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US Flag Wednesday, November 13, 2019
Welcome to the British Motorcycle Chain Helper

When Vintage British Motorcycles were originally built, they typically used chain from a British company named Renold.  That chain was British Standard (sometimes called metric) 10B-1 rather than the "530" chain that is much more common today.  BTW, I'm not sure if it is Europen Standard or British Standard - depend on where you look or who you ask! 

In chains, links and pitches mean different things, but US and UK meanings and simply people interchanging them cause them to both mean the distance between the pins.  I'll use links from here on.

Motorcycle chain has several components:
  • The main portion of the chain, usually around 100 links long
    • Outer Plates
    • Inner Plates
    • Pins
    • Rollers
  • Master Link - These are used to connect the two ends of a chain together and include one outer plate with two pins permanently attached, a removable outer plate and a retainer.
  • Half Link - chains are always an even number of links without these.  Sometimes, chains can be purchased with a built-in half link, but they can be hard to find.  A removable half link lets you add one link to a chain so it has an odd number of links.
Motorcycles usually use 530 chain and sometimes 520.
  • 530
  • (also 10B-1)
    • 5/8" links/pitches/distance between pins (the 5)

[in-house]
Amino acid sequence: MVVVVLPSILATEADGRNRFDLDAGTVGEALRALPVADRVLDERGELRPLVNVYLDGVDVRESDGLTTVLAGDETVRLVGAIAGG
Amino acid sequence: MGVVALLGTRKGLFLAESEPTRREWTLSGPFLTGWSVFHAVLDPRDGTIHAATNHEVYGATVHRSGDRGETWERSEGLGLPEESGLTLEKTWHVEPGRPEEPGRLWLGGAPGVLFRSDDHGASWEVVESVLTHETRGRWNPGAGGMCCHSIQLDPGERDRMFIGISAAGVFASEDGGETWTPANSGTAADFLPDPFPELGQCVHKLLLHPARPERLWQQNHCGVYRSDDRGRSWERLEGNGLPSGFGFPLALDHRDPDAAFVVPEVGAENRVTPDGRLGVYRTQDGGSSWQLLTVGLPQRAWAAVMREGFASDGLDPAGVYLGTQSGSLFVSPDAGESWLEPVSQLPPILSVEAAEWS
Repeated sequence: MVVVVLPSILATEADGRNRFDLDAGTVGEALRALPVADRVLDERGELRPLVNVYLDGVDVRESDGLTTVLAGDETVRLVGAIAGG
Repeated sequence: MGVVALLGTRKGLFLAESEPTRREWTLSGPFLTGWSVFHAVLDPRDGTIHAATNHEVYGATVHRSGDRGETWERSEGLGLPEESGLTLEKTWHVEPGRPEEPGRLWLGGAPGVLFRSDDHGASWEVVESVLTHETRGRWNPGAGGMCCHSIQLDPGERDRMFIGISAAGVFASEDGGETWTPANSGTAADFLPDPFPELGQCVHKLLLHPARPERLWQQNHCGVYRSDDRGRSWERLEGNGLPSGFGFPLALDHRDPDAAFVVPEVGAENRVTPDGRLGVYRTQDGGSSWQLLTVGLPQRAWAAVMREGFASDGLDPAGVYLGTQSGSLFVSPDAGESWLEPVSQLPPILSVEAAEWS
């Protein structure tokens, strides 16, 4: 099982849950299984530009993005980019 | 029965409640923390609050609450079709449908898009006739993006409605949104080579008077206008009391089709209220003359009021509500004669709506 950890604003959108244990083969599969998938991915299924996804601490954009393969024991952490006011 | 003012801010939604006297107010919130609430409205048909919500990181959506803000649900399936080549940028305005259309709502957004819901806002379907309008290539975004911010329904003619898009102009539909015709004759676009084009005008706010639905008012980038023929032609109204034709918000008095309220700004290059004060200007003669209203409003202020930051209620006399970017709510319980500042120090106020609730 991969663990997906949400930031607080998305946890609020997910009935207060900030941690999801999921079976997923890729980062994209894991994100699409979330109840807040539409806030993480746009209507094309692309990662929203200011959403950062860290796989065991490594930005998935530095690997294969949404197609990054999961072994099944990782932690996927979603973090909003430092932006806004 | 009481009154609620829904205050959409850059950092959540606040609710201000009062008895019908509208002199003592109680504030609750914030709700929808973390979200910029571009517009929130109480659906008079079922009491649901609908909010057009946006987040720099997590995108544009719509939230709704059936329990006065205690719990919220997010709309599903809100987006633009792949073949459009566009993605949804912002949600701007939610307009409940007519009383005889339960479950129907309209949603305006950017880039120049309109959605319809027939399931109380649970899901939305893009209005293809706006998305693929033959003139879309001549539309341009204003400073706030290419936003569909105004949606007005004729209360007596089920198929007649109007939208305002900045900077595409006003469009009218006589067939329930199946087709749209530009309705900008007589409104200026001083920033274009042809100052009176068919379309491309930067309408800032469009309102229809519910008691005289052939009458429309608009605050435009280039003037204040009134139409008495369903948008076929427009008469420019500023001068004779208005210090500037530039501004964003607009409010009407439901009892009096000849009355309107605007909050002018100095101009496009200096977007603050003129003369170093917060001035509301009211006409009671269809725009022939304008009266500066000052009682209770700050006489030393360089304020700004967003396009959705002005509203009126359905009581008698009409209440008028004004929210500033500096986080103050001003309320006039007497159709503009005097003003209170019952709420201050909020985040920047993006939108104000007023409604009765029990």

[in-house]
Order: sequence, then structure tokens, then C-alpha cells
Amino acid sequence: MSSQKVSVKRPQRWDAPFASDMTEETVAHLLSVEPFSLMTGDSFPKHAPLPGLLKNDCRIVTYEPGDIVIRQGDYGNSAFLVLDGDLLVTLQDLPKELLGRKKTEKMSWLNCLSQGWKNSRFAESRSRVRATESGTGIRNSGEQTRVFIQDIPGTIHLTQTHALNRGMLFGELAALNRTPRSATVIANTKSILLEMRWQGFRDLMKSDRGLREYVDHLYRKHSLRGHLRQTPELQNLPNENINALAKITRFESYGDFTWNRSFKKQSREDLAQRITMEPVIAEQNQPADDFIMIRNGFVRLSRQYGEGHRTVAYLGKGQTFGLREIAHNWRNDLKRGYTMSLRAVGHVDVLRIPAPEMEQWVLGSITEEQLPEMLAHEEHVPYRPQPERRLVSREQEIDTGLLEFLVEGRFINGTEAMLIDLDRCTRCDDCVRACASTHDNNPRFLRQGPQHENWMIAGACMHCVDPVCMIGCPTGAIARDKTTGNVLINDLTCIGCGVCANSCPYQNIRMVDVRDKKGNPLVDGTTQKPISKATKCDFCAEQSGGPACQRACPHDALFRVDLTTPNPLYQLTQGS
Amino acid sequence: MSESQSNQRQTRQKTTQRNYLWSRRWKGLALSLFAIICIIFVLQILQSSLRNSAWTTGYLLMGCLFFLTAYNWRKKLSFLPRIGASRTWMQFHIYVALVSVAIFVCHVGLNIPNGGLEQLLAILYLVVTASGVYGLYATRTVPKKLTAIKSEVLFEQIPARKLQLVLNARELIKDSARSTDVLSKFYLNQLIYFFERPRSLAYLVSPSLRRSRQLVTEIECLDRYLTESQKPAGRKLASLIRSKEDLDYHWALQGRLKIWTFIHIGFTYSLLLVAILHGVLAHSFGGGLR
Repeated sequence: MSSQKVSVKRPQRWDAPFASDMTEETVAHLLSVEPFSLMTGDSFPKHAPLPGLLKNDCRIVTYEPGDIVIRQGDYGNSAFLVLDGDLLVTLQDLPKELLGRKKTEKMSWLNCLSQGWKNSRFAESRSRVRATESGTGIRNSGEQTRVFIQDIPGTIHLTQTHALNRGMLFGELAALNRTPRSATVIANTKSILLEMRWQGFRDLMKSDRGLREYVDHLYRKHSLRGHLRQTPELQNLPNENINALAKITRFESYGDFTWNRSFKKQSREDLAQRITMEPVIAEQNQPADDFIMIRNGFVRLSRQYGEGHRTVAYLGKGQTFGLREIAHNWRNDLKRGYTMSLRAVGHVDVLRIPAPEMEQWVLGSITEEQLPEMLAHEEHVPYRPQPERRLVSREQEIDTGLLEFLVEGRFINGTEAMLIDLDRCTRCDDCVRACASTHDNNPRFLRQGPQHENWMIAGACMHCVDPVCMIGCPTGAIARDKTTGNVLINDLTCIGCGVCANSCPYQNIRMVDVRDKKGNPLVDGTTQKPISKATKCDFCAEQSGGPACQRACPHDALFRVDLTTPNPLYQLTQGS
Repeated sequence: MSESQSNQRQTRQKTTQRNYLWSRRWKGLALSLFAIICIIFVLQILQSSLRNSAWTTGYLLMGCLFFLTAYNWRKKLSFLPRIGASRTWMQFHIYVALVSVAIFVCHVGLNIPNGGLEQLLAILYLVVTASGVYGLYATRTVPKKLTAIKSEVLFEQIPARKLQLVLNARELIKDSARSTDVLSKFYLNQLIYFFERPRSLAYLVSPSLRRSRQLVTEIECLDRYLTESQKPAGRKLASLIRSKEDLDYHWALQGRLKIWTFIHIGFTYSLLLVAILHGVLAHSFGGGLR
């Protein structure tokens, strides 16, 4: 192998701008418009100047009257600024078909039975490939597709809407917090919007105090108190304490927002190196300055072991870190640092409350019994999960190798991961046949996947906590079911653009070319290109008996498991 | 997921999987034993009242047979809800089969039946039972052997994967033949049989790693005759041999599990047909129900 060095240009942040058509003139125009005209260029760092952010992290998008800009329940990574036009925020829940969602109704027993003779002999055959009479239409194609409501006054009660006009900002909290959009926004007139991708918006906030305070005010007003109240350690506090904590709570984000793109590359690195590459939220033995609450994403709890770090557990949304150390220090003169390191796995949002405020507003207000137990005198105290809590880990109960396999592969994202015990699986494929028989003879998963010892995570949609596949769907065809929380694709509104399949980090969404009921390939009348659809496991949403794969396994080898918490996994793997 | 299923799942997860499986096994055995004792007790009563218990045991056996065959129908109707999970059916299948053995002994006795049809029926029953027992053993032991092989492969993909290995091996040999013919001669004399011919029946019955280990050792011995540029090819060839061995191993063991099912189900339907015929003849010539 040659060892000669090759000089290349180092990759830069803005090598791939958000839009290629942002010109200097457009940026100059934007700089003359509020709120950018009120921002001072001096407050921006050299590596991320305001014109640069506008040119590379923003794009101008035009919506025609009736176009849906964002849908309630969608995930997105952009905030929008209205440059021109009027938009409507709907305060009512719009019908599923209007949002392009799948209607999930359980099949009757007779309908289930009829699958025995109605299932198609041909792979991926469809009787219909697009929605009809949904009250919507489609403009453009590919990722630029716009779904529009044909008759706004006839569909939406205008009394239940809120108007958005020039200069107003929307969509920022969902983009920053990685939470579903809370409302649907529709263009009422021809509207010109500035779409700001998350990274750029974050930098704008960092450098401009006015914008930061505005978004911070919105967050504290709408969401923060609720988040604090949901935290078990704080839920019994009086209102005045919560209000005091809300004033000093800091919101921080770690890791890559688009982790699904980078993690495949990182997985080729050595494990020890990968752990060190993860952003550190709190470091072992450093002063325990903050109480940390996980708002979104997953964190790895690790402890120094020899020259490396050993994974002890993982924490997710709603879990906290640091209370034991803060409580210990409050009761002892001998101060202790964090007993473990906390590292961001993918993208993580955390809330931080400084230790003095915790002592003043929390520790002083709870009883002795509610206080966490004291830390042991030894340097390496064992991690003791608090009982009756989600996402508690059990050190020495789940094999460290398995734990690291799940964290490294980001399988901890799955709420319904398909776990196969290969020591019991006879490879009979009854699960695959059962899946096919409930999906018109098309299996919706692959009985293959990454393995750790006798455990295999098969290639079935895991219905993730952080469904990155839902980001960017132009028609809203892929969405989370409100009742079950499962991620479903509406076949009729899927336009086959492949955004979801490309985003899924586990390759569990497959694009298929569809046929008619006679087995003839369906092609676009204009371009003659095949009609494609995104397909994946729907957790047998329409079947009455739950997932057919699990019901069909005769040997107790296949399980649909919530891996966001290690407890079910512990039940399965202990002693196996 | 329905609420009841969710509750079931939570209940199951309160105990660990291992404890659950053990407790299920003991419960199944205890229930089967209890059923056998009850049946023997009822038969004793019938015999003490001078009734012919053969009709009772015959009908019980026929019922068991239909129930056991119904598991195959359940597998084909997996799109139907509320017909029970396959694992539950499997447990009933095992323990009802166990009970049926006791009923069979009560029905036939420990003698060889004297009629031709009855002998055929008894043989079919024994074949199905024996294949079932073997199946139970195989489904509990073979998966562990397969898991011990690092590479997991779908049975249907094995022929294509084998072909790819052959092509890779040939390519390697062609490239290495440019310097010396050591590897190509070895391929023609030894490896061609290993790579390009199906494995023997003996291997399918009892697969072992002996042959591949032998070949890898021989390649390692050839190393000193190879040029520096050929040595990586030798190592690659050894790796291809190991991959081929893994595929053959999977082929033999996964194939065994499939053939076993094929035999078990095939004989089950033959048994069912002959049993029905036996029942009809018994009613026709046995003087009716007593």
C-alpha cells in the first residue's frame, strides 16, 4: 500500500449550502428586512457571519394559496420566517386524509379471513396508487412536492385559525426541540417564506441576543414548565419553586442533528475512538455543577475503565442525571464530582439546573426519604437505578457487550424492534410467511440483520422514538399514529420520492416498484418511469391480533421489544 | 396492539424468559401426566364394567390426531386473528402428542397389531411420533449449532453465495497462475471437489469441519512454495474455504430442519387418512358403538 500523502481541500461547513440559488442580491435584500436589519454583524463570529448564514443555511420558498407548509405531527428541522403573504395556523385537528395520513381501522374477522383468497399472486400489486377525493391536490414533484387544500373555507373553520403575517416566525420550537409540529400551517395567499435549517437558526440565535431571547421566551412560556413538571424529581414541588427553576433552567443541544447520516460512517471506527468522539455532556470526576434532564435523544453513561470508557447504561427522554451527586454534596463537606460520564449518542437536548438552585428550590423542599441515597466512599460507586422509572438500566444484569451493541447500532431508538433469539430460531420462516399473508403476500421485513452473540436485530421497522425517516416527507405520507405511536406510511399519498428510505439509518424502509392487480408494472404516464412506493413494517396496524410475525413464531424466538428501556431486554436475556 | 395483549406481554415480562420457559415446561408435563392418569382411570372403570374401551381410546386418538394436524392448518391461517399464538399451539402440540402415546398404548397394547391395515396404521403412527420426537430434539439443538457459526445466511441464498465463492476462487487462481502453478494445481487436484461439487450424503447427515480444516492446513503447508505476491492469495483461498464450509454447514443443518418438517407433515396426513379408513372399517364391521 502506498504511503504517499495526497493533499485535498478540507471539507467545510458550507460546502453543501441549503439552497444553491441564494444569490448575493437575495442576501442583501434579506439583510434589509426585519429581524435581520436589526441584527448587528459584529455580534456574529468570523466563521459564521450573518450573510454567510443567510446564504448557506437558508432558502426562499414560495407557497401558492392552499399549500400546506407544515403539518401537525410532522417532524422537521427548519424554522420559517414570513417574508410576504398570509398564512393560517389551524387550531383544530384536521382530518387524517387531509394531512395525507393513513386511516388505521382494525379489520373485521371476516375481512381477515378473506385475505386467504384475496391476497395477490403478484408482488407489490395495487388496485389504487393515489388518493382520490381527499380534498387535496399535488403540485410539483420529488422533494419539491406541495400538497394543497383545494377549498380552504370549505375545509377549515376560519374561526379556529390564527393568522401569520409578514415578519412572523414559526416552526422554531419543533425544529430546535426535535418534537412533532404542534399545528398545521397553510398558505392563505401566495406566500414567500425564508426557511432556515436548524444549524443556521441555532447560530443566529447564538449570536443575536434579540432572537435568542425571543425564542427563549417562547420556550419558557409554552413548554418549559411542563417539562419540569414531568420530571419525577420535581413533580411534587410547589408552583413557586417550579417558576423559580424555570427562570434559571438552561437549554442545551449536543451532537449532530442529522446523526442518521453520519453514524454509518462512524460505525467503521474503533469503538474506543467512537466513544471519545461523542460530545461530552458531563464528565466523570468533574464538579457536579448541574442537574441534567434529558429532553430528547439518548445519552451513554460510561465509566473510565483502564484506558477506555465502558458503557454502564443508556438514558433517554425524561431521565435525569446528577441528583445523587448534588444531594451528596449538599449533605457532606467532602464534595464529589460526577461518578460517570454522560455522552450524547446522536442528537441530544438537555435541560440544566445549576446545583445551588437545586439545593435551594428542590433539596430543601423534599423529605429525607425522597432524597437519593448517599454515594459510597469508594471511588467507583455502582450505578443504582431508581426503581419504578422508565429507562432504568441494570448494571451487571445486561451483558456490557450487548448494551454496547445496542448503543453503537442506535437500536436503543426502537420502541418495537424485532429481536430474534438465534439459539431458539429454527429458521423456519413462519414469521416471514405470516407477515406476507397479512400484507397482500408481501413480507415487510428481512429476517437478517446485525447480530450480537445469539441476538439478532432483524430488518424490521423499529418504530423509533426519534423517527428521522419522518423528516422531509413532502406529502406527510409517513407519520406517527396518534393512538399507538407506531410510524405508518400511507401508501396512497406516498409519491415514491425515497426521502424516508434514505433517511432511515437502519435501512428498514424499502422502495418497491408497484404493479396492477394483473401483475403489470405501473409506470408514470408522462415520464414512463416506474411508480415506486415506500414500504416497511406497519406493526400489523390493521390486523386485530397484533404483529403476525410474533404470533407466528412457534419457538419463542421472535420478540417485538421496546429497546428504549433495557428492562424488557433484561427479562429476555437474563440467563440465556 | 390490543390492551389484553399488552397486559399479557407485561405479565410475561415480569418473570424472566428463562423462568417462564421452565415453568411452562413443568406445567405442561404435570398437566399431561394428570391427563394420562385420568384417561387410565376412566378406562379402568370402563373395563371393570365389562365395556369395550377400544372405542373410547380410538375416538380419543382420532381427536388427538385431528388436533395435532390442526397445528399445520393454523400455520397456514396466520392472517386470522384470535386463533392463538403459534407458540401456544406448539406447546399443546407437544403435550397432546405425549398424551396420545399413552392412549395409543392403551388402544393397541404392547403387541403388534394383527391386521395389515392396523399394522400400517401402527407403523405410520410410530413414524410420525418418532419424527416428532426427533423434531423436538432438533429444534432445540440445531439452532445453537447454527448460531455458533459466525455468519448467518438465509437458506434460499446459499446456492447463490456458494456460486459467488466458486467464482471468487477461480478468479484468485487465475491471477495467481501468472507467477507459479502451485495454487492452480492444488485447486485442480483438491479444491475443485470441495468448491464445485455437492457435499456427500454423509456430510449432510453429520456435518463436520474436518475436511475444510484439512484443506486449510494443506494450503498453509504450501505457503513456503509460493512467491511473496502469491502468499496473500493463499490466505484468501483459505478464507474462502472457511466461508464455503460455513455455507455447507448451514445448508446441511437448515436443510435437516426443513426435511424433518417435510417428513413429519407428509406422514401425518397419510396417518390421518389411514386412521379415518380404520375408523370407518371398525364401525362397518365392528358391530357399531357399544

• 3/8" roller width (actually slightly wider than 3/8" and 530 is slightly wider than 10B-1)
  • 520
    • 5/8" links/pitches/distance between pins (the 5)
    • 2/8" (1/4") roller width (actually slightly wider than 1/4")
If your sprockets are made for 10B-1, 530 chain will work with them; but, if they are made for 530 chain, 10B-1 might not work.  The length of the chain links is the same and the roller sizes are the same, but the width is slightly different.

530 chains come in Standard Duty, Heavy Duty, O-Ring, X-Ring and others.  Modern motorcycles use O-Ring or X-Ring chains as they require little to no maintenance.  Vintage British Motorcycles often cannot use anything but standard duty due to clearance issues and and even ISO standard duty chains can be a problem, especially with the master link.

A common standard chain with the brand name Elite (and most others as well) measures 0.820" at the widest point and its master link measures 0.870" at its widest.  The chain itself is OK on a Norton but the master link can cause severe damage to a Norton 850 Commando as the pins will hit the inner chaincase sealing plates.  If the master link is installed from the outside in, its pins will hit the gearbox but probably cause no real damage.  Installing two gaskets between the engine and inner chaincase will sometimes let the master link barely clear the plates, but it's still quite dangerous.  The Norton 750 Commando with one gasket has about the same clearance as the 850 with two so it has an issue as well.

Triumph Tridents, and probably other Triumphs have barely enough clearance with standard chain and not enough with heavy duty chain.

The British Standard 10B-1 chain I bought has master links that are 0.824" at their widest.  This resolves all clearance issues and as I understand it, is what the bikes were designed to use.  I bought 50' so if you need chain, email me.

If you would like to study this subject in more depth, try these links:
https://www.renold.com/media/228840/renold-brand-chain-tables.pdf
https://www.chainsupply.co.uk/wp-content/uploads/2016/08/Roller-Chain-Comparison.pdf



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